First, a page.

Could it be that there was a whiff of desperation this week over
the Middle East summit in Annapolis? One gets the feeling that
these days, the Bush administration is acting more with history in
mind than anything else -- certainly more than with a sense of
reality. One need only look back to President Bush's predecessor to
find a similar legacy syndrome at work.
While it may be harsh to compare Mr. Bush's Annapolis initiative to President Clinton's failed Middle East diplomacy at the Wye River Plantation, the comparison is justified. There is no more reason to expect long-term success from Annapolis than there was from the Wye River conference, given the difficulties of the issues and the haste with which the summit was cobbled together after a long series of delays. Is it really now or never? In the politics of Middle East diplomacy, that is a tempting, but dangerous assumption.
Unfortunately, the temptation for the president to give in to the siren call of a search for legacy is in evidence on a number of foreign issues. These issues range from the Middle East, to Iran, to North Korea, to the Law of the Sea Treaty, to free trade agreements. And this is by no means an exhaustive list.
With Democrats in control on Capitol Hill, the prospects for the president's domestic agenda get dimmer by the day and a major overhaul of immigration policy or Social Security are all but impossible -- unless the president buys into the Democrats' agenda.
On foreign policy, meanwhile, Iraq is now showing the potential for real progress following the successful surge policy. But as the Iraqi government's petition for a standing-forces agreement with the United States indicates, our presence will be needed there for a long time. For Secretary of State Condoleezza Rice, Iraq will strongly color her legacy, a prospect that may not be so comfortable. Hence, one might suspect the urge to look for other legacy projects.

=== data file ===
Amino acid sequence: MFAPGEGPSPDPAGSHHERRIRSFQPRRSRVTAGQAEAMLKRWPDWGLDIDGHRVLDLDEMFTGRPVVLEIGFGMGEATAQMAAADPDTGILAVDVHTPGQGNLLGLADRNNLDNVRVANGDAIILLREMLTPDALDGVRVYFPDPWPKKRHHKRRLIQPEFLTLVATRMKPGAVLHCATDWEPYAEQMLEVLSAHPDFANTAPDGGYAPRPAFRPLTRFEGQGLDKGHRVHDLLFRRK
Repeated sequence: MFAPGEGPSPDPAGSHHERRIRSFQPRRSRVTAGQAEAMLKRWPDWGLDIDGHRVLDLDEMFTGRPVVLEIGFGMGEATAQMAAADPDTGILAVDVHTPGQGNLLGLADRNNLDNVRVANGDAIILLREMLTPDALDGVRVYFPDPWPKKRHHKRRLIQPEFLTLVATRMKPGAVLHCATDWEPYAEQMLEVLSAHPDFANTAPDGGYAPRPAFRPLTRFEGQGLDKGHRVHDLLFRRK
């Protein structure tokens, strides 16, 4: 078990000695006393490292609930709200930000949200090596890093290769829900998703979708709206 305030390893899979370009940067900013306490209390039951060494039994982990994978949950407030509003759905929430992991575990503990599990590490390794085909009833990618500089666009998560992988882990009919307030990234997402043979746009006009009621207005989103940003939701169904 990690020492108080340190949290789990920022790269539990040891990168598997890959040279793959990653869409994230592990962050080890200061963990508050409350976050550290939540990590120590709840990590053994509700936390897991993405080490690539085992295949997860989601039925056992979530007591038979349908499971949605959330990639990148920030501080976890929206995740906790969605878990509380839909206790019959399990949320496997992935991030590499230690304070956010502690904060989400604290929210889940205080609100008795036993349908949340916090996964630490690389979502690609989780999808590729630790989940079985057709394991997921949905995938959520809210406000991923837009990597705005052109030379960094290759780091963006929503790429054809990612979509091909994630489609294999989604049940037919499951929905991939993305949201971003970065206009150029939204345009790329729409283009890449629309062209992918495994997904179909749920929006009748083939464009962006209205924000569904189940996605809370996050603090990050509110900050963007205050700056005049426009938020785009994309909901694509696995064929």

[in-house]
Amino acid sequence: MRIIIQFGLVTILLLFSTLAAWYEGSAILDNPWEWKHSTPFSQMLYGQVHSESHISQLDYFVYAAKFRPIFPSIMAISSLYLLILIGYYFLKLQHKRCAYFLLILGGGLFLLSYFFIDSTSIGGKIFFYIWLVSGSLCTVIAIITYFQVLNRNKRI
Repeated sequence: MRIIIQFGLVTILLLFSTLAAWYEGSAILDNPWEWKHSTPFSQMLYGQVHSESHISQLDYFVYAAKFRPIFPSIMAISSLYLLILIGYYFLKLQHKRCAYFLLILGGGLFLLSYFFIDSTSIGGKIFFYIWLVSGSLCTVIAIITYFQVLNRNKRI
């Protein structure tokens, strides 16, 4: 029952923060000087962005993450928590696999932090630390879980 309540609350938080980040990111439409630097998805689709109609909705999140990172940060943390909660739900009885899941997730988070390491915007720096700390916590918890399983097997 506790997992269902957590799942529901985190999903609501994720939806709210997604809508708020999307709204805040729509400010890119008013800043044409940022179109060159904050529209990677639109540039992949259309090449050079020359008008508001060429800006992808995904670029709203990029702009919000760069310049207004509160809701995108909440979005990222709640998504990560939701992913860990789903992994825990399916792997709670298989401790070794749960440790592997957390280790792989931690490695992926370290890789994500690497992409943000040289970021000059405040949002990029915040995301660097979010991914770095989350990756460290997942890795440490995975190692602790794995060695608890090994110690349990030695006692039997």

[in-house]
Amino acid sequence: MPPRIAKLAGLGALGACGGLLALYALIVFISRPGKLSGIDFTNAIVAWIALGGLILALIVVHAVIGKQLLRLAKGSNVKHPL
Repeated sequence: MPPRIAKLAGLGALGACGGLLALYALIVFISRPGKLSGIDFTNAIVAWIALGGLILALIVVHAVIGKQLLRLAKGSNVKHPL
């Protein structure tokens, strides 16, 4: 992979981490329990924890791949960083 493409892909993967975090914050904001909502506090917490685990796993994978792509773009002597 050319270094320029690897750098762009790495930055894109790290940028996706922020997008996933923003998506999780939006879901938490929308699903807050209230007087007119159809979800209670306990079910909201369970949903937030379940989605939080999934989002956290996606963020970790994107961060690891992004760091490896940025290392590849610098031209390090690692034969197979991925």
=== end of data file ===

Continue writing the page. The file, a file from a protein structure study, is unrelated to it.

It will be worth, however, recalling the words of former British Prime Minister Margaret Thatcher to the current president's father before the Gulf War, "this is no time to go wobbly."
The problem with Annapolis, as my colleague Jim Phillips has pointed out, is that it was conceived a long while ago as a means to reach a "political horizon" for a two-state solution to the Israeli-Palestinian conflict. In the pressure-cooker timetable of a closing U.S. presidency, it has been reduced to a symbolic diplomatic kick-off. A two-state agreement would be a tremendously difficult achievement under the best of circumstances given the lack of trust on both sides, the lack of domestic political support for both the Israelis' and the Palestinians' presidents, and the lack of actual commitment to peace by Hamas and its Middle East sponsors like Syria and Iran.
The knotty problems of such a final status agreement suggest the degree of difficulty: Israeli settlements on the West Bank, the right to return of Palestinian refugees, the status of Jerusalem, water rights, borders and security arrangements. And while Hamas has demanded a six-month accelerated timetable to achieve all this, it is not prepared to give the Israeli side what it wants -- a simple acknowledgement of Israel's right to exist. Does this sound familiar? If it does, it is because these difficult areas remain unchanged from negotiations at Wye, and before that at Oslo and at Madrid.
But why should the Bush administration not at least make the attempt to solve these issues with a final throw of the dice, some will ask? The reason is that consequences may not be sufficiently considered by an administration that will not have to live with them. Furthermore, the follow through will be entirely in the hands of the next occupant of the White House, making it a matter of pure conjecture. The Wye River gamble was not the only failure of Mr. Clinton's last days in office. He also left poison pills for the Bush administration in the form of signing onto the International Criminal Court and the Kyoto treaty, both of which turned out to be huge diplomatic problems for his successor.
It would be far better for the president in his last year in office to focus on the most important task at hand, and that is getting Iraq right. The war on terrorism and Iraq will indelibly be Mr. Bush's legacy. As for the rest, Mr. President, "don't go wobbly."
Helle Dale is director of the Douglas and Sarah Allison Center for Foreign Policy Studies at the Heritage Foundation.
First appeared in the Washington Times